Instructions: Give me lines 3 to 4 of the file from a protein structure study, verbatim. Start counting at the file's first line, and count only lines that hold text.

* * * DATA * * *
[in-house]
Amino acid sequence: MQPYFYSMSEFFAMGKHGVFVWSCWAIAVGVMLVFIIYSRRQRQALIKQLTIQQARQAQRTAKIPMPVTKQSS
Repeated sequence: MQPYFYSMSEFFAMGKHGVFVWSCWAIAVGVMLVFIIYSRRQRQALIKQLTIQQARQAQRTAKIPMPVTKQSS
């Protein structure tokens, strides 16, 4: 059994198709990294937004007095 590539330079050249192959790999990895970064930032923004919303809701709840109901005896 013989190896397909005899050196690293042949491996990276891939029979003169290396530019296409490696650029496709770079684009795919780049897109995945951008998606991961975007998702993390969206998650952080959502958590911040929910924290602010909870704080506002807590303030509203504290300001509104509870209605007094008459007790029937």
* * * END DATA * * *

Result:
Repeated sequence: MQPYFYSMSEFFAMGKHGVFVWSCWAIAVGVMLVFIIYSRRQRQALIKQLTIQQARQAQRTAKIPMPVTKQSS
């Protein structure tokens, strides 16, 4: 059994198709990294937004007095 590539330079050249192959790999990895970064930032923004919303809701709840109901005896 013989190896397909005899050196690293042949491996990276891939029979003169290396530019296409490696650029496709770079684009795919780049897109995945951008998606991961975007998702993390969206998650952080959502958590911040929910924290602010909870704080506002807590303030509203504290300001509104509870209605007094008459007790029937």